Australian gov't to force social media websites to hand over terror-related encrypted messages

by Matt Walsh

CANBERRA, July 14 (Xinhua) -- The Australian government said on Friday that it will introduce new laws requiring internet giants such as Googleand Facebookto assist law enforcement agencies by handing over and decrypting messages from suspected terrorists and criminals.

Similar to Britain's Investigatory Powers Act, which requires companies to comply with investigations, the new laws are set to be introduced into Parliament when sitting resumes next month.

Prime Minister Malcolm Turnbull said on Friday that world leaders agreed at last week's G20 meetings in Hamburg that more needed to be done to stop terrorists and criminals from communicating freely online.

Speaking at a media conference, Turnbull said Australia's laws needed to apply "online as well as offline."

"We need to ensure that the internet is not used as a dark place for bad people to hide their criminal activities from the law, and the AFP must have the powers, as do the other intelligence agencies to enforce the law online as well as offline," Turnbull said.

"Increasingly, communications across the net, whether it's messaging or voice applications, are encrypted end-to-end. So while they can be intercepted, they cannot be read.

"We want to ensure the brilliant tech companies bring their brilliance to assist the rule of law. Not through 'back doors', but through legitimate ways so they can keep us safe," he said.

"These are vitally important reforms designed to keep Australians safe."

Speaking at the same press conference, Attorney-General George Brandis explained that encrypted messages were the "greatest degradation of intelligence capability ever seen," and that the government intends to "work with the companies" to resolve the issue of serious crime being hidden online.

"We are not changing any existing legal principle," Brandis said. "We are contemporizing the existing laws. The laws were written before the advent of social media and before the ability to encrypt messages online."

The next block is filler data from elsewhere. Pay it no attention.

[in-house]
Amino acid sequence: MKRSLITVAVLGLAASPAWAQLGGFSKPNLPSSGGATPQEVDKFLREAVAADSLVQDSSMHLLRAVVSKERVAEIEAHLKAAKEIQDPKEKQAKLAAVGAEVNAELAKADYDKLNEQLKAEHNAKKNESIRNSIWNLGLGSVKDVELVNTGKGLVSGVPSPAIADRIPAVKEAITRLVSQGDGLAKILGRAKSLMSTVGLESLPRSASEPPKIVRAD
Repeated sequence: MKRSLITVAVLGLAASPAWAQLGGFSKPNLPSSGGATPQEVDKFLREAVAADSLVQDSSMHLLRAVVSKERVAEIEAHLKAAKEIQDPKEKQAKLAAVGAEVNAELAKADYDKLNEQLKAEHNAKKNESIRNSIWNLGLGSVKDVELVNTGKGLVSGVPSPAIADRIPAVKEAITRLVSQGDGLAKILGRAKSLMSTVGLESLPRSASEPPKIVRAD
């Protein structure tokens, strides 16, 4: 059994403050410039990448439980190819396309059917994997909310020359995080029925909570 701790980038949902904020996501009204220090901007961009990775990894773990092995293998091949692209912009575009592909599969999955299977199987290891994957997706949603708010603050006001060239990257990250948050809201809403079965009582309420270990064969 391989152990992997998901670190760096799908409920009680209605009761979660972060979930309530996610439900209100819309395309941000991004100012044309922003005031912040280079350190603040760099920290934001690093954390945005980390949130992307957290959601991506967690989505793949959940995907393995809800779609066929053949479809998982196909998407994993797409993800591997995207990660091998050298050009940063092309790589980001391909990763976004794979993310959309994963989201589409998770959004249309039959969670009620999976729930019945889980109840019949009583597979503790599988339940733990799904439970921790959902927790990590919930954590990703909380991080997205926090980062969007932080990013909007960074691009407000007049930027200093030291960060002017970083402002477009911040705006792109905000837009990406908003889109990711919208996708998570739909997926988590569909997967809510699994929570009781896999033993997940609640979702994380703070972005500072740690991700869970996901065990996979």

"In the spring sittings of Parliament, the government will bring in legislation which will impose an obligation upon device manufacturers and service providers to provide appropriate assistance to law enforcement when it is necessary to interdict or to investigate serious crime, be it counter terrorism, organized crime, or the operation of pedophile networks."

Earlier on Friday, speaking on the Nine Network, the coalition government's Leader of the House and Defence Industry Minister Christopher Pyne said the government does not expect any resistance from the industry giants, considering the potential implications involved in letting terrorists go unchecked.

"I think if (companies) do try and fight the government trying to protect Australians they'll be on the wrong side of the argument," Pyne said.

Meanwhile the opposition has said it would consider a bipartisan approach to the laws; spokesperson Anthony Albanese said the opposition Labor Party's priority was "keeping Australians safe."

"We'll look at any legislation with the same approach we've had to all of this, which is a common-sense approach that we must keep Australians safe," Albanese told Nine Network.

"Governments have that responsibility and we should have a bipartisan approach."

[ Editor: meng ]


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